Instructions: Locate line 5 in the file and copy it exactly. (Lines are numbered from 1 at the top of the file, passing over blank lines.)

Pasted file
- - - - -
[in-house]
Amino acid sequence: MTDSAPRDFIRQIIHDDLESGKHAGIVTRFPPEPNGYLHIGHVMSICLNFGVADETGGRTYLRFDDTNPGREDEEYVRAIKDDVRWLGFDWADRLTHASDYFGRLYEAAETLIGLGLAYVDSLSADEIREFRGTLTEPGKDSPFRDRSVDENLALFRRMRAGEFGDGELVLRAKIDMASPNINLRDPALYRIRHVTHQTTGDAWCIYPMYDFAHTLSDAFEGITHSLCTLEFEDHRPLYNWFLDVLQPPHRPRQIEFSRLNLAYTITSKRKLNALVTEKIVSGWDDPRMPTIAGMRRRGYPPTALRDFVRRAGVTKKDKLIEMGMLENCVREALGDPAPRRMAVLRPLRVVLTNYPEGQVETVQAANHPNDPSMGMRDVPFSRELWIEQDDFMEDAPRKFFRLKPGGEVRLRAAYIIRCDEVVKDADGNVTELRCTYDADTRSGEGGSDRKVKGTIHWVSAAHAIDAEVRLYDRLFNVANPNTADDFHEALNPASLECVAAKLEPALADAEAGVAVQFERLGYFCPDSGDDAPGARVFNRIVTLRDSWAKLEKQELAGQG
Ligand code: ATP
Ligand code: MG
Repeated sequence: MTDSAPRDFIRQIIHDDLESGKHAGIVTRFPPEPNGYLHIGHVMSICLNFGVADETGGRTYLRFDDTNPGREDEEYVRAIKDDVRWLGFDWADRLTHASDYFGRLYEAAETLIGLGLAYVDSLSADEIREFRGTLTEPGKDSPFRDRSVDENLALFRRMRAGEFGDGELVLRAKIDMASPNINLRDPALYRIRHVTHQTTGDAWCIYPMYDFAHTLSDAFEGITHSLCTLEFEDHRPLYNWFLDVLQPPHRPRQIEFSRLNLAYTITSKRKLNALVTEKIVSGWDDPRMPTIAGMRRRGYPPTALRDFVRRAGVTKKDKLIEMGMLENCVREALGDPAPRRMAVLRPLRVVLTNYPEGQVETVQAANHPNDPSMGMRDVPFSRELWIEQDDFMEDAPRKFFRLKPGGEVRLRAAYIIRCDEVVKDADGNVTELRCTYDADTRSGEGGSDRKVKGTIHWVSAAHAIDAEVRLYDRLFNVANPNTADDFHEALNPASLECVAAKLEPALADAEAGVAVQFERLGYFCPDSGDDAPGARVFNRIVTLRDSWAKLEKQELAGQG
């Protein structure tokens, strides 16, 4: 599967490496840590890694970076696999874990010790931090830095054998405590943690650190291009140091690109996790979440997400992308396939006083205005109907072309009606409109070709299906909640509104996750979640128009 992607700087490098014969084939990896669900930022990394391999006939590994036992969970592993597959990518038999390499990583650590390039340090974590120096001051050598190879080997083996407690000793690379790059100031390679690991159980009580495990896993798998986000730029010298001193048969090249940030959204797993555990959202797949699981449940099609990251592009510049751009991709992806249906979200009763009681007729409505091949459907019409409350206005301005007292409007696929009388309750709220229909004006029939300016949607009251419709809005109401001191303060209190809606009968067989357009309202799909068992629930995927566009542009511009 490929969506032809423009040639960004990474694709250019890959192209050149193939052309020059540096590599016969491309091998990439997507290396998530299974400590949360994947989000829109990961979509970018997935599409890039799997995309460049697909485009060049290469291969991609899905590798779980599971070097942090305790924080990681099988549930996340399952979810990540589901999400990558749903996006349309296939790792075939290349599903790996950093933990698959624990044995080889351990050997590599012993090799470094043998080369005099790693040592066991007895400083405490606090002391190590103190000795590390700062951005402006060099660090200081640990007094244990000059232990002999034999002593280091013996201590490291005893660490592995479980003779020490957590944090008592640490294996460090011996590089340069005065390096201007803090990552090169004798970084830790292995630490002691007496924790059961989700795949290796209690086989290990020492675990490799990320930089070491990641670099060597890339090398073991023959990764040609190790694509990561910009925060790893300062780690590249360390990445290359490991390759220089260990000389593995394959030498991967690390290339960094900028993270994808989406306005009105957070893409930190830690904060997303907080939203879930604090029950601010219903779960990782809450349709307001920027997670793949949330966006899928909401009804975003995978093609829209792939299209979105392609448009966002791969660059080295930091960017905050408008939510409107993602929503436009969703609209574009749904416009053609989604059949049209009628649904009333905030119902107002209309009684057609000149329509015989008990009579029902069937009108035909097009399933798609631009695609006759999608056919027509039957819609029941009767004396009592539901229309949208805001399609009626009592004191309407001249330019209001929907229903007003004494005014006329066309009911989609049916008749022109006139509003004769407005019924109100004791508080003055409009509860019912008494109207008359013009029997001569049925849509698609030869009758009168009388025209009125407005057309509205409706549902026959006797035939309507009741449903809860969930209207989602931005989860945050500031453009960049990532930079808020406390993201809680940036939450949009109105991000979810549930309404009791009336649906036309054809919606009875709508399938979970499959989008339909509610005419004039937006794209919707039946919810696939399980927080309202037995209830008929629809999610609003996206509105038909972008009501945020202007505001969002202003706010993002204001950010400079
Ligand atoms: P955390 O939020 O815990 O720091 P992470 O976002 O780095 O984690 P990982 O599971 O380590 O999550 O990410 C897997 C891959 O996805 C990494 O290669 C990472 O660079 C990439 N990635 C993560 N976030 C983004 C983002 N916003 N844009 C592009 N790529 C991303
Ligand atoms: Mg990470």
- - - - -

Repeated sequence: MTDSAPRDFIRQIIHDDLESGKHAGIVTRFPPEPNGYLHIGHVMSICLNFGVADETGGRTYLRFDDTNPGREDEEYVRAIKDDVRWLGFDWADRLTHASDYFGRLYEAAETLIGLGLAYVDSLSADEIREFRGTLTEPGKDSPFRDRSVDENLALFRRMRAGEFGDGELVLRAKIDMASPNINLRDPALYRIRHVTHQTTGDAWCIYPMYDFAHTLSDAFEGITHSLCTLEFEDHRPLYNWFLDVLQPPHRPRQIEFSRLNLAYTITSKRKLNALVTEKIVSGWDDPRMPTIAGMRRRGYPPTALRDFVRRAGVTKKDKLIEMGMLENCVREALGDPAPRRMAVLRPLRVVLTNYPEGQVETVQAANHPNDPSMGMRDVPFSRELWIEQDDFMEDAPRKFFRLKPGGEVRLRAAYIIRCDEVVKDADGNVTELRCTYDADTRSGEGGSDRKVKGTIHWVSAAHAIDAEVRLYDRLFNVANPNTADDFHEALNPASLECVAAKLEPALADAEAGVAVQFERLGYFCPDSGDDAPGARVFNRIVTLRDSWAKLEKQELAGQG